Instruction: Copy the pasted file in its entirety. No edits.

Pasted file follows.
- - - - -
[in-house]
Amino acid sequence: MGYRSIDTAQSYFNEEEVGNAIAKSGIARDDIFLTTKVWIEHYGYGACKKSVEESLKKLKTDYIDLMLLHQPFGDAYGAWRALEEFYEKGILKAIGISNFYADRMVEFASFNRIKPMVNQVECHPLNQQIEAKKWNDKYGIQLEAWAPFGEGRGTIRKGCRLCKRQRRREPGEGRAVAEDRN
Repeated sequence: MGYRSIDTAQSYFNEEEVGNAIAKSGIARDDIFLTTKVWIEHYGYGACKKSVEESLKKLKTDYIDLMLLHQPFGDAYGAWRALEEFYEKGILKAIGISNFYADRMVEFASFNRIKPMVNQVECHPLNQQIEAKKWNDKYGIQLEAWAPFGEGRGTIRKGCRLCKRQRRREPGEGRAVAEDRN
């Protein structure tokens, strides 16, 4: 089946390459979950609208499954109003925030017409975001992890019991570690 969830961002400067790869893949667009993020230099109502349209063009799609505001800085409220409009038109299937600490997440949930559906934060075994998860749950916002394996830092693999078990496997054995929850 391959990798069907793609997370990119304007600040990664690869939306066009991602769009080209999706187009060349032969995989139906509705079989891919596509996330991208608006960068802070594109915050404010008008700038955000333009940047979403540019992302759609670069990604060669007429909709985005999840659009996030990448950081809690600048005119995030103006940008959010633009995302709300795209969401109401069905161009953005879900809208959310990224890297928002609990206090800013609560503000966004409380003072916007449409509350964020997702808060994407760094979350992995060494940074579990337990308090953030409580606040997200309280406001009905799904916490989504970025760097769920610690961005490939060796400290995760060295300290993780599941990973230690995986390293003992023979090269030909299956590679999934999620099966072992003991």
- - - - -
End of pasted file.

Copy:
[in-house]
Amino acid sequence: MGYRSIDTAQSYFNEEEVGNAIAKSGIARDDIFLTTKVWIEHYGYGACKKSVEESLKKLKTDYIDLMLLHQPFGDAYGAWRALEEFYEKGILKAIGISNFYADRMVEFASFNRIKPMVNQVECHPLNQQIEAKKWNDKYGIQLEAWAPFGEGRGTIRKGCRLCKRQRRREPGEGRAVAEDRN
Repeated sequence: MGYRSIDTAQSYFNEEEVGNAIAKSGIARDDIFLTTKVWIEHYGYGACKKSVEESLKKLKTDYIDLMLLHQPFGDAYGAWRALEEFYEKGILKAIGISNFYADRMVEFASFNRIKPMVNQVECHPLNQQIEAKKWNDKYGIQLEAWAPFGEGRGTIRKGCRLCKRQRRREPGEGRAVAEDRN
């Protein structure tokens, strides 16, 4: 089946390459979950609208499954109003925030017409975001992890019991570690 969830961002400067790869893949667009993020230099109502349209063009799609505001800085409220409009038109299937600490997440949930559906934060075994998860749950916002394996830092693999078990496997054995929850 391959990798069907793609997370990119304007600040990664690869939306066009991602769009080209999706187009060349032969995989139906509705079989891919596509996330991208608006960068802070594109915050404010008008700038955000333009940047979403540019992302759609670069990604060669007429909709985005999840659009996030990448950081809690600048005119995030103006940008959010633009995302709300795209969401109401069905161009953005879900809208959310990224890297928002609990206090800013609560503000966004409380003072916007449409509350964020997702808060994407760094979350992995060494940074579990337990308090953030409580606040997200309280406001009905799904916490989504970025760097769920610690961005490939060796400290995760060295300290993780599941990973230690995986390293003992023979090269030909299956590679999934999620099966072992003991």